Ian Rankin, Denise Mina and Christopher Brookmyre among highlights of 2014 Bloody Scotland crime writing festival
- Lia Sanders
- 4 June 2014
Tony Parsons, John Gordon Sinclair, MC Beaton and Quintin Jardine also set for Stirling-based literary festival
Promising a medieval murder mystery set in Stirling Castle, a drama based on the trial of one of Scotland’s most notorious killers and details on the first Poirot novel in almost 40 years, Bloody Scotland, Scotland’s crime writing festival, returns in 2014 - like a TV detective that cannot die.
More than 50 well-known and up-and-coming writers are appearing in this year’s programme. Established Scottish writers such as Christopher Brookmyre, Peter May, Denise Mina, Alana Knight, MC Beaton and Quintin Jardine will be taking part, as well as novelists known for their achievements in other fields - such as journalist Tony Parsons, actor John Gordon Sinclair and former Aberdeen footballer Arild Stravrum.
In addition to the local talent, writers from Germany, Norway, Finland, Ireland and the US are speaking. Festival manager Dom Hastings has commented on the 'wonderful balance of top Scottish talent and some legendary crime writers from all over the world'. This year sees a particular focus on Iceland in an event where Ragnar Jonasson, Quentin Bates and Yrsa Sigurðardóttir all appear.
Of course, it wouldn’t be a literary crime festival set in Scotland without Ian Rankin. As well as closing this year’s events, he can also be seen in discussion with author and forensic anthropologist Kathy Reichs.
Less than two weeks after the publication of the only Poirot novel approved by Agatha Christie’s estate, Sophie Hannah will be speaking on the challenges of writing about the world’s most famous Belgian detective.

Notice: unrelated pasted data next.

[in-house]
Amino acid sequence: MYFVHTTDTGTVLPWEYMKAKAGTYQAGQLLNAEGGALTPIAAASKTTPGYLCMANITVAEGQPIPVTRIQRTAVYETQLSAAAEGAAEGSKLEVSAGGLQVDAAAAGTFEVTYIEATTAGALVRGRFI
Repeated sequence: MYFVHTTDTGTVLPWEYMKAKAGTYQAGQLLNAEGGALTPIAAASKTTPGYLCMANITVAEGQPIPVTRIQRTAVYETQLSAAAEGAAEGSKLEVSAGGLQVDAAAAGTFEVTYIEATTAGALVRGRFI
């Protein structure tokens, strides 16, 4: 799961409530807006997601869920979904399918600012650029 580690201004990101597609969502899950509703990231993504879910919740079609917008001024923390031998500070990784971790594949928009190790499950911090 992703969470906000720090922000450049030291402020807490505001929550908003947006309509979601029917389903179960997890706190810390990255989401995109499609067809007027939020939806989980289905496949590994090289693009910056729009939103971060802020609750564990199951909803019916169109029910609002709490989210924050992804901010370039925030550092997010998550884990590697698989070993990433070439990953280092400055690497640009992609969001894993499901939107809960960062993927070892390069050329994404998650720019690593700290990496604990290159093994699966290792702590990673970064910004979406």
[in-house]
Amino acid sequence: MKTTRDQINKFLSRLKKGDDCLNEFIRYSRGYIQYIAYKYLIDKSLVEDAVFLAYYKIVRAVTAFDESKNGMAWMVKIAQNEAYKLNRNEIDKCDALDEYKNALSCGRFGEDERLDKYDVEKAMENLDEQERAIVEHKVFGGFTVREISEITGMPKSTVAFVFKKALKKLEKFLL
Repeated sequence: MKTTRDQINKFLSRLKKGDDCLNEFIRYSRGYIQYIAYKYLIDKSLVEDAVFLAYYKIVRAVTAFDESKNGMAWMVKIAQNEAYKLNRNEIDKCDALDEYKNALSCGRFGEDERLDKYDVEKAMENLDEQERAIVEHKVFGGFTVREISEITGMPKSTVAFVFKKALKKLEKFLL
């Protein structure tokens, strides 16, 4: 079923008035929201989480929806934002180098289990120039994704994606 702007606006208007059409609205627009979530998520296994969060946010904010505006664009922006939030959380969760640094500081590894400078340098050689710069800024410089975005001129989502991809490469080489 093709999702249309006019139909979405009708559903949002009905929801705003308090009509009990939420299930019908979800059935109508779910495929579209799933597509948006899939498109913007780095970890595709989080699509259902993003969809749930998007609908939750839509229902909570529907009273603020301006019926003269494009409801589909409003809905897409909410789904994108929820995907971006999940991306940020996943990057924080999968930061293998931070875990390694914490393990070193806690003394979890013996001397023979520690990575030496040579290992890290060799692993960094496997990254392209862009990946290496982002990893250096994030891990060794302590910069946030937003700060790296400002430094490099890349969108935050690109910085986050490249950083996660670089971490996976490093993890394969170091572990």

In addition to the author talks, there are a host of other events for the crime hungry to track down. Stirling’s Sheriff Court will be the setting for the dramatisation of the trial of Peter Manual, known as the Beast of Birkenshaw, who caused a sensation with a series of murders in the 1950s and his decision to defend himself in court.
A real medieval murder mystery will be brought to life with modern day forensics in Stirling Castle, while a Dragon’s Den-style pitching event invites members of the public to attempt to sell their work to leading publishing figures.
In the year of the independence referendum, there will be a Scotland v. England crime writers’ football match as part of the programme.
Hastings summarises the approach in programming the upcoming festival best: “We’re all set for a wide-reaching, glamorous and slightly gory celebration of one of Scotland’s true passions – crime fiction!”
Bloody Scotland, various venues, Stirling, Fri 19-Sun 21 Sep.